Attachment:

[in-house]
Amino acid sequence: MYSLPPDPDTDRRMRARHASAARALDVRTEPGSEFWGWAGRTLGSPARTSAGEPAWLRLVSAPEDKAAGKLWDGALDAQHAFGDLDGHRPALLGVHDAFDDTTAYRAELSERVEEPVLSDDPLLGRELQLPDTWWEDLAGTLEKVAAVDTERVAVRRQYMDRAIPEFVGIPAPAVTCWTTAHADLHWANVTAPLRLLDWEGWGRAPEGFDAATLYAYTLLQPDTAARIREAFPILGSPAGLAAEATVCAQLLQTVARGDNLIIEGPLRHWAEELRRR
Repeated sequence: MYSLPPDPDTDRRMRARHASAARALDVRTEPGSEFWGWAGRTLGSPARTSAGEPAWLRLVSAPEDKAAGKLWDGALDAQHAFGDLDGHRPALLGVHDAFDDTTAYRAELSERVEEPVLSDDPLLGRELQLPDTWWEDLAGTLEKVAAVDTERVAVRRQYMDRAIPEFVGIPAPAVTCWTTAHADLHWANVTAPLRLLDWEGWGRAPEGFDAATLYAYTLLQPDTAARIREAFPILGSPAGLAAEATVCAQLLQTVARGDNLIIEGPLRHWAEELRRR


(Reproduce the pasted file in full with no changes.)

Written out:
[in-house]
Amino acid sequence: MYSLPPDPDTDRRMRARHASAARALDVRTEPGSEFWGWAGRTLGSPARTSAGEPAWLRLVSAPEDKAAGKLWDGALDAQHAFGDLDGHRPALLGVHDAFDDTTAYRAELSERVEEPVLSDDPLLGRELQLPDTWWEDLAGTLEKVAAVDTERVAVRRQYMDRAIPEFVGIPAPAVTCWTTAHADLHWANVTAPLRLLDWEGWGRAPEGFDAATLYAYTLLQPDTAARIREAFPILGSPAGLAAEATVCAQLLQTVARGDNLIIEGPLRHWAEELRRR
Repeated sequence: MYSLPPDPDTDRRMRARHASAARALDVRTEPGSEFWGWAGRTLGSPARTSAGEPAWLRLVSAPEDKAAGKLWDGALDAQHAFGDLDGHRPALLGVHDAFDDTTAYRAELSERVEEPVLSDDPLLGRELQLPDTWWEDLAGTLEKVAAVDTERVAVRRQYMDRAIPEFVGIPAPAVTCWTTAHADLHWANVTAPLRLLDWEGWGRAPEGFDAATLYAYTLLQPDTAARIREAFPILGSPAGLAAEATVCAQLLQTVARGDNLIIEGPLRHWAEELRRR